Giro d'Italia: Simon Yates has 'deep passion' to try to win race
Briton Simon Yates has a "deep passion" to try to win the Giro d'Italia after going "so close" last year.
Having led for 13 stages, Yates looked set to win his first Grand Tour - but compatriot Chris Froome took the title after a stunning attack on stage 19.
Mitchelton-Scott's Yates went on to win the Vuelta a Espana in September, and is among the favourites for this year's Giro, which starts on Saturday.
"Now I've done it at the Vuelta, I know I can do it again," he said.
The 26-year-old won three stages at last year's Giro but began to fade in the final week as Froome and 2017 winner Tom Dumoulin increased the pressure.
Speaking to the BBC Sport's cycling podcast, BeSpoke, Yates added: "I felt I was so close last year. I was more disappointed for the team because we'd worked so hard over so many stages to get to that point.
"Now I look back with fond memories from that race. I don't look back at it with any regrets.
"I have a deep passion to go back and try to win."
The 102nd edition of the three-week race around Italy starts in Bologna and finishes in Verona on Sunday, 2 June.
Who are the contenders?
With Froome choosing not to defend his title, as he focuses on trying to win a record-equalling fifth Tour de France, the race feels wide open.
Dutchman Dumoulin, who won the world time-trial title in 2017 and is now also a climbing specialist, is among the main contenders, particularly as there are three individual time-trial stages totalling about 60km.
But though that will suit the 28-year-old, he says the hilly nature of those stages means "in terms of gaining time, I probably won't take that much".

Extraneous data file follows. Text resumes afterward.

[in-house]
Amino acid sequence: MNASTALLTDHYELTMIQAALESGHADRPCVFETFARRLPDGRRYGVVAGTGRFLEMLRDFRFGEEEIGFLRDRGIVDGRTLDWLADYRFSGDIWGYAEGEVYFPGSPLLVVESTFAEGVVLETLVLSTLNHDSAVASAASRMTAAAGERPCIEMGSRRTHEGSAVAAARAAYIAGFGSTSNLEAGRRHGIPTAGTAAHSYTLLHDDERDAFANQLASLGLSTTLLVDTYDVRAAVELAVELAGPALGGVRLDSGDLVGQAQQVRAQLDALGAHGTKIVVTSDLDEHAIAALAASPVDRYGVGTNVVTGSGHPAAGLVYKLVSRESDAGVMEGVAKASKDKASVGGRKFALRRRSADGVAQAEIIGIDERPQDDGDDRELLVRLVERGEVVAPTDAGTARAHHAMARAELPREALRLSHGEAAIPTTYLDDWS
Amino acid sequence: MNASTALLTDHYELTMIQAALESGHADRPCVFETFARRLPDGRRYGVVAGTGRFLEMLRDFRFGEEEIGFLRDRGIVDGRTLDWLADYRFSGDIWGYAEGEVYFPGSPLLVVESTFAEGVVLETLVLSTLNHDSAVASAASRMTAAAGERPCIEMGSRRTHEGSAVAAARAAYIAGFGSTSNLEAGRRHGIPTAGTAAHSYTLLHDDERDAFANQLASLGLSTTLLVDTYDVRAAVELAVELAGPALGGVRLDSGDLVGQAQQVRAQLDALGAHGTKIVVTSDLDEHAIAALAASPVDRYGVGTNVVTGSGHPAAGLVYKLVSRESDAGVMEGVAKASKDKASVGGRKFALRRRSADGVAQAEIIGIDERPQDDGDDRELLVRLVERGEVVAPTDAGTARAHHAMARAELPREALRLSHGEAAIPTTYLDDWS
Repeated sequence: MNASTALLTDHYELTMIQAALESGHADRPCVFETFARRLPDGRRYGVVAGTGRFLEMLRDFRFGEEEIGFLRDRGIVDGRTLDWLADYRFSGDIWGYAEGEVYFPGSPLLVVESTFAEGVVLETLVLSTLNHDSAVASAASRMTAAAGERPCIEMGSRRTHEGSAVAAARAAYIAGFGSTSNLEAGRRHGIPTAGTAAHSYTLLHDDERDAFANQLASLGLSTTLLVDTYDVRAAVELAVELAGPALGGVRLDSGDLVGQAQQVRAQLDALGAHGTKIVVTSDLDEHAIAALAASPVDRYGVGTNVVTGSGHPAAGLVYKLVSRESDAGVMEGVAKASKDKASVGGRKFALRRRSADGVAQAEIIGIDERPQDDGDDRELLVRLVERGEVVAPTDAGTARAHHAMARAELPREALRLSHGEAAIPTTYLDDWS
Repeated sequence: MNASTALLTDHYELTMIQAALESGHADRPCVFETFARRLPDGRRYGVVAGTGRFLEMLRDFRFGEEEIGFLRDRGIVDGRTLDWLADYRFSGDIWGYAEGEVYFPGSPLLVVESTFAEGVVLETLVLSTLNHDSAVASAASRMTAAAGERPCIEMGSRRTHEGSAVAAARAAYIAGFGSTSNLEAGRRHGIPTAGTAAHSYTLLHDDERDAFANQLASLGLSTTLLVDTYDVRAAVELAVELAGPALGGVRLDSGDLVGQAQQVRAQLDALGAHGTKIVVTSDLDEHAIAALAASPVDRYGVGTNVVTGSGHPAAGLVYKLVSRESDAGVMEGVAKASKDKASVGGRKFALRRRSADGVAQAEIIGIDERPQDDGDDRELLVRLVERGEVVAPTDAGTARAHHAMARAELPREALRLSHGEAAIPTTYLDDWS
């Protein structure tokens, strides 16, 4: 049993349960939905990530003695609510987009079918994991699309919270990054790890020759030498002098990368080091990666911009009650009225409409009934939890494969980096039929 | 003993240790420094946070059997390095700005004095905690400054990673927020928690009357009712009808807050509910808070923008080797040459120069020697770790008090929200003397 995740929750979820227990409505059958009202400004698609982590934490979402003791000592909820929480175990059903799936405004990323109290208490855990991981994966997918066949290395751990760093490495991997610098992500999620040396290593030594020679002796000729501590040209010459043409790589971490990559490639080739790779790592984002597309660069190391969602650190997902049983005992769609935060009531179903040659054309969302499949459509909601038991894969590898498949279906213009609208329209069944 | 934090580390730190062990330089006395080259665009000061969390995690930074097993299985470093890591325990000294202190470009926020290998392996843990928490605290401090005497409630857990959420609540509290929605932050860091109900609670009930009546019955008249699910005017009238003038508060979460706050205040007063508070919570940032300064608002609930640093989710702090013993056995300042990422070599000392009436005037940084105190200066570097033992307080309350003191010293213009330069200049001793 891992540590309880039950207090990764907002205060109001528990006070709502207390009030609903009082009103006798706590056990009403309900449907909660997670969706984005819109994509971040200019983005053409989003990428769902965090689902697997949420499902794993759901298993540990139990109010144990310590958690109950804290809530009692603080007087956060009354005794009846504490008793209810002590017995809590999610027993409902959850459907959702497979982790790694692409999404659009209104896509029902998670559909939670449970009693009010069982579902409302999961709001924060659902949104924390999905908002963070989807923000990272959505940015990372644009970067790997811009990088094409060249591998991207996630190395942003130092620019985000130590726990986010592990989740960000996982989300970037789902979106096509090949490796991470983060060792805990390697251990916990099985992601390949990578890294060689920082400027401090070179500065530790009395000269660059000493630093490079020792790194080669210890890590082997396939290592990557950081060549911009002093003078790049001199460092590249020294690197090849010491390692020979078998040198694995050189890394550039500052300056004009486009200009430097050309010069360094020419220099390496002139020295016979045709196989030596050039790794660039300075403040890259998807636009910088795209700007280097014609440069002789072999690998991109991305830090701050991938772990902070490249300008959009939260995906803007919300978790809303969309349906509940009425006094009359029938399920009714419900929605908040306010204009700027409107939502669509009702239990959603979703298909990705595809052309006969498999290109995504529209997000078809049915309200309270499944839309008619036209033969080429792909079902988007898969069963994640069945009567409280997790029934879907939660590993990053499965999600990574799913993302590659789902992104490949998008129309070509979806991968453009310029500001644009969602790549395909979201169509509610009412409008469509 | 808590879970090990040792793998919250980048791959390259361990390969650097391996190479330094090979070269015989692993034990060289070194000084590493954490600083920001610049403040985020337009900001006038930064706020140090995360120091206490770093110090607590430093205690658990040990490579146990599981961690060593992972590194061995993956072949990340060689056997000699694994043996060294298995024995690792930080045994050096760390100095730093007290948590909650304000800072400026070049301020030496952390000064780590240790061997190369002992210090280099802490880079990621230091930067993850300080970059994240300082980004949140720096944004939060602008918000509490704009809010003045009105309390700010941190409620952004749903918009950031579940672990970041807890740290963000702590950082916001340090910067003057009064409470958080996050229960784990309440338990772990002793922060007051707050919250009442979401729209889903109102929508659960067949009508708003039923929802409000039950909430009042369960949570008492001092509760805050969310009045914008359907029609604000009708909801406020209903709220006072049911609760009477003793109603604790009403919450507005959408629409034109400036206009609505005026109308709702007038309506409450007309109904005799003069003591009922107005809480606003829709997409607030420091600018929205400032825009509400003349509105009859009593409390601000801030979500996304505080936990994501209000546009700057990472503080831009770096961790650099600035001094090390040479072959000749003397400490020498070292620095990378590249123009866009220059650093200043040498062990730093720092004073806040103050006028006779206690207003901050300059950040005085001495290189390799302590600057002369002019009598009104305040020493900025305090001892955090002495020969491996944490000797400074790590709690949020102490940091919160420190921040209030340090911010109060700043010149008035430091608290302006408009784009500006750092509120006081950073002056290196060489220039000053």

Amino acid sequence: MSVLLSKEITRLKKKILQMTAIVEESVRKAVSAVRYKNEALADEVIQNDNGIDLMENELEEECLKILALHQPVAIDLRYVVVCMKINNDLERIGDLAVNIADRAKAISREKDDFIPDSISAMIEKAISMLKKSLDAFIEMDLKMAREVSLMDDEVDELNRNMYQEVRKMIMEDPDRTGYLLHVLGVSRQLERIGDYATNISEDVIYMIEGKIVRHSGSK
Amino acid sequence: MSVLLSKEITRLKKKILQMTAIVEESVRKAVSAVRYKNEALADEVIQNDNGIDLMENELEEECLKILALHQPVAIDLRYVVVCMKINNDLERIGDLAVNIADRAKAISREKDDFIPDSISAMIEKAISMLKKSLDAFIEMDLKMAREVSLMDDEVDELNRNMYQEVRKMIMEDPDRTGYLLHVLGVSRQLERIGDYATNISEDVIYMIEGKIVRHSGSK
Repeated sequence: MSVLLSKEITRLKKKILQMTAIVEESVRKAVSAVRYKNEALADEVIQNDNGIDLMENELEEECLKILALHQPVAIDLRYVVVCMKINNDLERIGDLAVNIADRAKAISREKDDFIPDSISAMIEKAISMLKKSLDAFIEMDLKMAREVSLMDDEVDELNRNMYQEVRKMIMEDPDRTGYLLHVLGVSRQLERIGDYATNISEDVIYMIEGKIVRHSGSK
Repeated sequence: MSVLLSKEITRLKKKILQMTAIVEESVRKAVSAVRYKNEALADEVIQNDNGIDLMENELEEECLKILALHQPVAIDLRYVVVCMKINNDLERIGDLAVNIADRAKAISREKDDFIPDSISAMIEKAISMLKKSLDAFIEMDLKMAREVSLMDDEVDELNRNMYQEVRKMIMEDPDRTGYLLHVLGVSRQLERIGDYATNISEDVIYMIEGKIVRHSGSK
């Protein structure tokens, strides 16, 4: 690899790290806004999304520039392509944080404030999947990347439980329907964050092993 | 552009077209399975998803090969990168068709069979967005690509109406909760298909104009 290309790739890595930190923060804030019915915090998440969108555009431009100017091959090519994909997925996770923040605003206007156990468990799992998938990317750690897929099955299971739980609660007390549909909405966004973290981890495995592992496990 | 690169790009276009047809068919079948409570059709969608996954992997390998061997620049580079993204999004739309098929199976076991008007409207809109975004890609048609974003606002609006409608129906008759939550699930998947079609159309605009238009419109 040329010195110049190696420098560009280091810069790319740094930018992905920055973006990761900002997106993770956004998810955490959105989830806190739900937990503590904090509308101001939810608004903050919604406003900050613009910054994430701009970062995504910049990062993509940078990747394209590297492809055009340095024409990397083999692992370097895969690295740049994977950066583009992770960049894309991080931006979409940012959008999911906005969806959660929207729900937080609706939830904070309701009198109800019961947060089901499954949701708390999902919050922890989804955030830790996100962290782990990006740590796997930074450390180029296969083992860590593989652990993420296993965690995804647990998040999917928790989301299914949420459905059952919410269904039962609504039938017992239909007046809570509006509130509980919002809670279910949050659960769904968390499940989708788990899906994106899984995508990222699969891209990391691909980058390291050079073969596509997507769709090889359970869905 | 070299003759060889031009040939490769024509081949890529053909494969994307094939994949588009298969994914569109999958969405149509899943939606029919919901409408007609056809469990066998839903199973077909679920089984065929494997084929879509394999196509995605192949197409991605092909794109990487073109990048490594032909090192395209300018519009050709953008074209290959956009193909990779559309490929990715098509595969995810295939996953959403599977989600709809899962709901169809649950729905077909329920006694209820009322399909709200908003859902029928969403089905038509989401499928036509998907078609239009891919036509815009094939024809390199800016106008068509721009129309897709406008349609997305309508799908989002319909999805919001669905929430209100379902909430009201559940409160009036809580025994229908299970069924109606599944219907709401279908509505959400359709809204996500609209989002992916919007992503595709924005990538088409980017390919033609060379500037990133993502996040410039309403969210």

Italian Vincenzo Nibali is eyeing a third Giro title after victories in 2013 and 2016.
At 34, he is the veteran of the peloton but he has an excellent Grand Tour pedigree, with four wins among 10 podium finishes across Giro, Vuelta and Tour de France.
"I think everyone knows that I'm always at my best for the big goals, and that I'm always competitive and can finish on the final podium in a Grand Tour," he told Cycling News.
Miguel Angel Lopez is one of the rising stars to look out for. The 25-year-old Colombian won the best young rider classification at last year's Giro - finishing third overall, just as he did in the Vuelta.
And then there's Yates. He said he had to ride aggressively at last year's Giro because he was "afraid" he could lose up to four minutes in the time trials but has improved his time trialling to the extent he won a stage against the clock at Paris-Nice earlier this year.
What is the route?
The 21 stages predominantly take place in the northern half of Italy and feature three individual time trials and 40 categorised climbs. There are also six mountain-top finishes - and the race is bookended by two of them.
The first half of the race is largely for the sprinters, with home favourite Elia Viviani going up against the likes of Australia's Caleb Ewan and Colombia's Fernando Gaviria.
The longest time trial of the race, in San Marino on stage nine, is likely to shake up the general classification prior to the race heading into the Alps before a final week in the Dolomites.
Where are Team Sky?
The team formerly known as Team Sky are entering their first Grand Tour since Team Ineos officially took over as team sponsor on 1 May.
Chris Lawless marked their arrival by winning last weekend's Tour de Yorkshire. but their hopes of winning the Giro were hampered when Egan Bernal was forced to pull out after a crash in training.
Britain's Tao Geoghegan Hart finished second behind team-mate Pavel Sivakov at the recent Tour of the Alps - and they go in as joint team leaders.
They will be supported by, among others, Ireland's Eddie Dunbar, who played a big role in Lawless' recent victory. That said, three weeks racing around Italy is a much sterner test than four days in Yorkshire.